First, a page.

By David Minsky
By Jen Mangham
By Bill Wisser
By Laine Doss
By Bill Wisser
By Dana De Greff
By Laine Doss
By Zachary Fagenson
Not that Tutto's toppings are anything to sneeze at. Ingredients are fresh and adhere to the crust well so there's no embarrassing topping slippage -- meaning that thing that always happens on first dates where you aim your slice down toward your mouth and all the cheese instantly slides off the tomato sauce onto your chest. Additionally there's no oil residue, though there's oil on the table for those who enjoy overindulging.
There were two universal favorites on several visits with friends. A Caprese ($10.95) was simple but perfect: just mozzarella, but milky-rich, slightly tangy buffalo mozzarella; lots of fresh basil; and fresh tomatoes. There was no tomato sauce, which often means no flavor since even allegedly "vine-ripened" tomatoes are seldom really ripe -- but these were. An Al Prosciutto pizza was also outstanding, despite regular old cows' milk mozzarella, due to tomato sauce with some kick and enough fresh arugula on top to make up a side salad. A sprinkling of the good green olive oil on the table made this pizza perfect.
A $10.95 Popeye (spinach, tomato sauce, sun-dried tomatoes, mozzarella, and goat cheese) was rather overworked. One of the tomato substances would have sufficed, where two was too much, and the goat cheese overwhelmed the mozzarella. The Popeye would've fared better with milder cream cheeselike catupiry, whose presence on a Sette Nani considerably helped out some very dried-out chicken topping on that $13.95 pizza; other ingredients, including corn and palmito as well as tomato sauce and mozzarella, made for a busy but filling full-meal pie. A classic tomato sauce/mozzarella/basil Margarita ($7.95) was also good, but, since successful simplicity requires perfection, would have been better with buffalo mozzarella; also, puzzlingly, basil was very sparse and confined to just a sort of small bull's eye in the pie's center.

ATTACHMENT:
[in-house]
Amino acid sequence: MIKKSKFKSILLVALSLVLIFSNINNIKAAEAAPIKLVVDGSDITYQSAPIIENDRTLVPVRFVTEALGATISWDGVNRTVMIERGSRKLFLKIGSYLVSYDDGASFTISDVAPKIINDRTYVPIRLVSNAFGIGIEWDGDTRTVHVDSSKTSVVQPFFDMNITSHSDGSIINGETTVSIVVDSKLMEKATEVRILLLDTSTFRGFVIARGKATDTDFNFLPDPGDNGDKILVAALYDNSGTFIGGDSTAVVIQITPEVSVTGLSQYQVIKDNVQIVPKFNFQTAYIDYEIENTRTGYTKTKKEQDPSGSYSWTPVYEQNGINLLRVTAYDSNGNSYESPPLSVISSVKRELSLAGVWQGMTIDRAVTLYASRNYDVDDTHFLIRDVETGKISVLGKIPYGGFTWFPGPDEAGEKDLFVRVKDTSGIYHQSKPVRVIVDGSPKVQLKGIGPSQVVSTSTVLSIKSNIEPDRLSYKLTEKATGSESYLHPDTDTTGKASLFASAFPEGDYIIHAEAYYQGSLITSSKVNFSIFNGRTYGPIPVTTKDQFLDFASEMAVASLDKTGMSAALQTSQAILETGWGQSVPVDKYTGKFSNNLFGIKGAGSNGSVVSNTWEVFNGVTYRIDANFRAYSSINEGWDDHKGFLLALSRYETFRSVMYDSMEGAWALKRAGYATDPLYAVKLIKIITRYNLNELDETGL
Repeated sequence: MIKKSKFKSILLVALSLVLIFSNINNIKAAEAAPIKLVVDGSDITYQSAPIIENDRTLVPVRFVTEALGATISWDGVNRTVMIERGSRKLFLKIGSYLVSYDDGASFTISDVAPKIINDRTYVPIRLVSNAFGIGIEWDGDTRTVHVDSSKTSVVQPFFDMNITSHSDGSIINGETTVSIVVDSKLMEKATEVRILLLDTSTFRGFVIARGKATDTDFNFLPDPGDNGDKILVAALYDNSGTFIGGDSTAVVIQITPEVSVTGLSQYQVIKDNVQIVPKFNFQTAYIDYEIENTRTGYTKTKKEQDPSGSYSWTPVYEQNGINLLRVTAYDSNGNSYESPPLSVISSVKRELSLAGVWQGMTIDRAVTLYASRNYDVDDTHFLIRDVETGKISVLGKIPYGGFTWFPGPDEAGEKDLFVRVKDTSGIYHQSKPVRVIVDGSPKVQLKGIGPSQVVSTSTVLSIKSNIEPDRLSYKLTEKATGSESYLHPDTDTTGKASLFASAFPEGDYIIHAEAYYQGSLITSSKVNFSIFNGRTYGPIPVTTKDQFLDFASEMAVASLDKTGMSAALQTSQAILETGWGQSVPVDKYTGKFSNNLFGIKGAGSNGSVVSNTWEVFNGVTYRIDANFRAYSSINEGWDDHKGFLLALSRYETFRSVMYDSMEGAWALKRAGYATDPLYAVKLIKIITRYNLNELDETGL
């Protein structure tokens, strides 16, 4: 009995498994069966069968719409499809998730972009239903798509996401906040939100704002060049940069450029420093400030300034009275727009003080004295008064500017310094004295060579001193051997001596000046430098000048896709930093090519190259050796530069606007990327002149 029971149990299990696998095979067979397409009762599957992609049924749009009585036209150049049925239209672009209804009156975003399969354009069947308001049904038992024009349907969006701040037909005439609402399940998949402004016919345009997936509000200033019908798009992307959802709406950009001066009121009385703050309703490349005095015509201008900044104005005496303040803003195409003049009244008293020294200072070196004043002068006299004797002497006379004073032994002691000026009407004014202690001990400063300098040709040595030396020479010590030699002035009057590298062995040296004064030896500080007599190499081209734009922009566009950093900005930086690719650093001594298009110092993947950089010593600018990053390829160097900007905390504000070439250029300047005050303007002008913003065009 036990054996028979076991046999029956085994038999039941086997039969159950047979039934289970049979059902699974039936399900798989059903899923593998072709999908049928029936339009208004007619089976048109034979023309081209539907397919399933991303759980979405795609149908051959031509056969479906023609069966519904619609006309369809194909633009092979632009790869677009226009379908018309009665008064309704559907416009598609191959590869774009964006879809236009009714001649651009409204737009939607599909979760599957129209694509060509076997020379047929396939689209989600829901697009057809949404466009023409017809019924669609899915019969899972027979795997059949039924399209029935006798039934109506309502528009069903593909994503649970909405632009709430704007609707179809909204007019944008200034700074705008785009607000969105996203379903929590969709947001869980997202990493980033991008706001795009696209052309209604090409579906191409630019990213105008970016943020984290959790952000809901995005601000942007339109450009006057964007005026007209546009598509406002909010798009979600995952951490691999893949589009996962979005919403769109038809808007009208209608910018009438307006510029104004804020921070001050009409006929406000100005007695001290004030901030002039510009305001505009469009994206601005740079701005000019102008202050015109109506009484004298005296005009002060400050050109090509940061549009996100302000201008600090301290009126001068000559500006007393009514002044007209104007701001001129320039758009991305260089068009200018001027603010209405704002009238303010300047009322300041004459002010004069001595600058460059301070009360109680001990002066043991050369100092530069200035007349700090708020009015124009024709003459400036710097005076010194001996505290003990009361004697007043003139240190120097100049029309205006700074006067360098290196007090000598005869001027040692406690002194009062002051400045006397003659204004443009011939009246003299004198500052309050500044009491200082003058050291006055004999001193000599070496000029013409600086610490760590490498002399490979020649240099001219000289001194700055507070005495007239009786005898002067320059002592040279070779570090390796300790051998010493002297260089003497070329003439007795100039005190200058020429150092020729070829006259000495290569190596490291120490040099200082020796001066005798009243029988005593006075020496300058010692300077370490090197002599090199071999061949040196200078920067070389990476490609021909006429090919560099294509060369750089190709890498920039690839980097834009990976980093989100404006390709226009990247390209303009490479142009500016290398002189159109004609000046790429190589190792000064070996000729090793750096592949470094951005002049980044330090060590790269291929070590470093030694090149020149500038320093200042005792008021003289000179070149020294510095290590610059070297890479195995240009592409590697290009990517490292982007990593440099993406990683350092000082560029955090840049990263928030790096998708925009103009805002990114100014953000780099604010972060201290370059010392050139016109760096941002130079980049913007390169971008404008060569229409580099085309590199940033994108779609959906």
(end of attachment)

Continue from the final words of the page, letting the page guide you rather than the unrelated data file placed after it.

To finish, there was a tartuffo that was okay, plus several fruit sorbets and mousses; the guava mousse ($4.50) that was a special on two recent visits was rich but tart enough to balance the dessert's pronounced sweetness. But why not have a truly balanced -- in other words 100 percent pizza -- meal, and go for the chocolate pizza? The nut-dusted Nutella-like topping will be too sweet for both those without serious dental insurance and serious chocolate gourmets; though not an extreme dark chocolate person, I admit to having hoped for something more like a melted 58.5 percent cacao Venezuelan Bucare bar to match Tutto's outstanding crust. But those willing to lighten up a bit on their chocolate purism will find the concept great fun -- and the price smile-producing, too, since one $5 pie will easily satisfy four sweet-toothed mouths.